Don’t take offence at my innuendo
12) Non, je ne regrette rien (Edith Piaf)
Avec mes souvenirs
J’ai allumé le feu
13) I Wish I Knew How It Would Feel To Be Free (Nina Simone)
I wish I could do
All the things that I can do
Though I’m way overdue
I’d be starting anew.
Hank and Ivy are married and share many interests. They’re independent and intertwined, mapping out a shared life of love and nerdy pursuits.
Both are in their early 30s. Ivy has a Mexican American mother and African American father. Hank has an African American mother and Irish American father. Both of them have dark hair that they occasionally dye blue, purple, or green, as the mood strikes.
Their chief passion is creating and playing computer games. Additional interests: gardening, making and wearing costumes, and playing board games and capture the flag. They’re big on role-playing of all sorts. As far as work goes, both their jobs involve programming, I think; they don’t talk much about their work.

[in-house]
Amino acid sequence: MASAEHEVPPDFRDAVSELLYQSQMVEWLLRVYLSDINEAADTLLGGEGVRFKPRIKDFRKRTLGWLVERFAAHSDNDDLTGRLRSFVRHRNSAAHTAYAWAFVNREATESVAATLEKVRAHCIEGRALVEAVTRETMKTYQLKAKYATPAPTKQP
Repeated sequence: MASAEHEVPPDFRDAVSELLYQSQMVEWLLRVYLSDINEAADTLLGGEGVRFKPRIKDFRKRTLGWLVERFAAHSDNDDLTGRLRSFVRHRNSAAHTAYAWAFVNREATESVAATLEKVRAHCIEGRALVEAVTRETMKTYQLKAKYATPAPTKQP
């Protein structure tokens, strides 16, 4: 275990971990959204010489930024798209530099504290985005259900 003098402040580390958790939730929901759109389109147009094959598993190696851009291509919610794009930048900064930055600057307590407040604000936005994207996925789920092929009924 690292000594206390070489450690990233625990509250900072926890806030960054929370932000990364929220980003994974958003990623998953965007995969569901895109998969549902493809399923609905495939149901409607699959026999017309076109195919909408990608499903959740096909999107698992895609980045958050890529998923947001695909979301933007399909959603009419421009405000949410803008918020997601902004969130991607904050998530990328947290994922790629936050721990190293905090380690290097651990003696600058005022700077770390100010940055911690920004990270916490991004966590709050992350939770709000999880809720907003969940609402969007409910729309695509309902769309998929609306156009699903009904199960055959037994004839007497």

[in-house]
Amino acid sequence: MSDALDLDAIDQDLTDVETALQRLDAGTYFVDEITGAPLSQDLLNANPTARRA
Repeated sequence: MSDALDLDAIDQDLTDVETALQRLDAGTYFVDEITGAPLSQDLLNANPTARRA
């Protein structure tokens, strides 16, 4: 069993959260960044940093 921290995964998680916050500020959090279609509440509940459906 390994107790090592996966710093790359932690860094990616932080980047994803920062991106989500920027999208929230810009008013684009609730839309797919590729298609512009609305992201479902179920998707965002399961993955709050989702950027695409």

Currently, Ivy is pregnant.
Some of Their Differences
From what I’ve seen, Hank has a stronger tendency to get stressed out and be pessimistic. Ivy is more prone to flights of fantasy, with amazing ideas as a result, though not all of them can be effected within the limitations of this world. (But do we fully understand the limits of this world?)
Throughout October, Zeb asked Kilter Street Manor residents to write their worst fear and leave it in a basket in the mailroom. Everyone chose to do it anonymously, and most people typed up their notes. Now Zeb has tacked the notes up on the mailroom bulletin board, crowding out the takeout menus and the polaroid photos of bare tree branches Mrs. Selby has taken to sharing.
Here are the worst fears, the day after Halloween 2015